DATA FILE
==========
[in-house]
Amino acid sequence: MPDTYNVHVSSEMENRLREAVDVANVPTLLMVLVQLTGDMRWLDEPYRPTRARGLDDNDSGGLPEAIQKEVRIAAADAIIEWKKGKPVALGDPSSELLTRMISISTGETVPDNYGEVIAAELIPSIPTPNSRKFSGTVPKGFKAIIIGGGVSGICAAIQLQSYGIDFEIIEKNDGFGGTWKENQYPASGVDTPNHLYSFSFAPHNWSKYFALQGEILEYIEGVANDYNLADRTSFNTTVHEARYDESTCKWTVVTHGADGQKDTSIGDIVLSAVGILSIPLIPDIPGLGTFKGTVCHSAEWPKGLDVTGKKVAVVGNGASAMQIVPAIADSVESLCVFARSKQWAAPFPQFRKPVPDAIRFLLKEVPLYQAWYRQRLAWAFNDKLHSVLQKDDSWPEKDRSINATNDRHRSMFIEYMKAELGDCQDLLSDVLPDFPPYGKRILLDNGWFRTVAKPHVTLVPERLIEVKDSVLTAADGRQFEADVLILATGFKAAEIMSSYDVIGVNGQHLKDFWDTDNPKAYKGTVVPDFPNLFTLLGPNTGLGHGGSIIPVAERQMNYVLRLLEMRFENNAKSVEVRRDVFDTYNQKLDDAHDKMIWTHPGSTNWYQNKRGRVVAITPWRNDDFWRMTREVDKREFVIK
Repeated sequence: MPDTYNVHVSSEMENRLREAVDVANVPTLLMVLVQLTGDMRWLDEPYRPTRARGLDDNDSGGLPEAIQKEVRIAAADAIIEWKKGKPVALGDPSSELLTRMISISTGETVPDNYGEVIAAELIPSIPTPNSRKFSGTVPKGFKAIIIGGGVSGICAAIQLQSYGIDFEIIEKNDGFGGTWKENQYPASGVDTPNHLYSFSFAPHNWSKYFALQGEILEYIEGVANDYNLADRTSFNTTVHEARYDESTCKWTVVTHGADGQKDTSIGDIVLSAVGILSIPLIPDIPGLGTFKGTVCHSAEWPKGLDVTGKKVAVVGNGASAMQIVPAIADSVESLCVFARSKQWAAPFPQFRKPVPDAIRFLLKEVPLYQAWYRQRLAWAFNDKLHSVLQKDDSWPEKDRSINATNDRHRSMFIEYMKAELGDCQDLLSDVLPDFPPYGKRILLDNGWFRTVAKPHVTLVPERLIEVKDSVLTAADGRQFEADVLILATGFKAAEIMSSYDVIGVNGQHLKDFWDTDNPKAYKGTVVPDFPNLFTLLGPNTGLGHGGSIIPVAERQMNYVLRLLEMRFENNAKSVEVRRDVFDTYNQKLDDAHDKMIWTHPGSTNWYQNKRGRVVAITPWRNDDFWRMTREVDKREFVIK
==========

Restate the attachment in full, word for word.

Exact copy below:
[in-house]
Amino acid sequence: MPDTYNVHVSSEMENRLREAVDVANVPTLLMVLVQLTGDMRWLDEPYRPTRARGLDDNDSGGLPEAIQKEVRIAAADAIIEWKKGKPVALGDPSSELLTRMISISTGETVPDNYGEVIAAELIPSIPTPNSRKFSGTVPKGFKAIIIGGGVSGICAAIQLQSYGIDFEIIEKNDGFGGTWKENQYPASGVDTPNHLYSFSFAPHNWSKYFALQGEILEYIEGVANDYNLADRTSFNTTVHEARYDESTCKWTVVTHGADGQKDTSIGDIVLSAVGILSIPLIPDIPGLGTFKGTVCHSAEWPKGLDVTGKKVAVVGNGASAMQIVPAIADSVESLCVFARSKQWAAPFPQFRKPVPDAIRFLLKEVPLYQAWYRQRLAWAFNDKLHSVLQKDDSWPEKDRSINATNDRHRSMFIEYMKAELGDCQDLLSDVLPDFPPYGKRILLDNGWFRTVAKPHVTLVPERLIEVKDSVLTAADGRQFEADVLILATGFKAAEIMSSYDVIGVNGQHLKDFWDTDNPKAYKGTVVPDFPNLFTLLGPNTGLGHGGSIIPVAERQMNYVLRLLEMRFENNAKSVEVRRDVFDTYNQKLDDAHDKMIWTHPGSTNWYQNKRGRVVAITPWRNDDFWRMTREVDKREFVIK
Repeated sequence: MPDTYNVHVSSEMENRLREAVDVANVPTLLMVLVQLTGDMRWLDEPYRPTRARGLDDNDSGGLPEAIQKEVRIAAADAIIEWKKGKPVALGDPSSELLTRMISISTGETVPDNYGEVIAAELIPSIPTPNSRKFSGTVPKGFKAIIIGGGVSGICAAIQLQSYGIDFEIIEKNDGFGGTWKENQYPASGVDTPNHLYSFSFAPHNWSKYFALQGEILEYIEGVANDYNLADRTSFNTTVHEARYDESTCKWTVVTHGADGQKDTSIGDIVLSAVGILSIPLIPDIPGLGTFKGTVCHSAEWPKGLDVTGKKVAVVGNGASAMQIVPAIADSVESLCVFARSKQWAAPFPQFRKPVPDAIRFLLKEVPLYQAWYRQRLAWAFNDKLHSVLQKDDSWPEKDRSINATNDRHRSMFIEYMKAELGDCQDLLSDVLPDFPPYGKRILLDNGWFRTVAKPHVTLVPERLIEVKDSVLTAADGRQFEADVLILATGFKAAEIMSSYDVIGVNGQHLKDFWDTDNPKAYKGTVVPDFPNLFTLLGPNTGLGHGGSIIPVAERQMNYVLRLLEMRFENNAKSVEVRRDVFDTYNQKLDDAHDKMIWTHPGSTNWYQNKRGRVVAITPWRNDDFWRMTREVDKREFVIK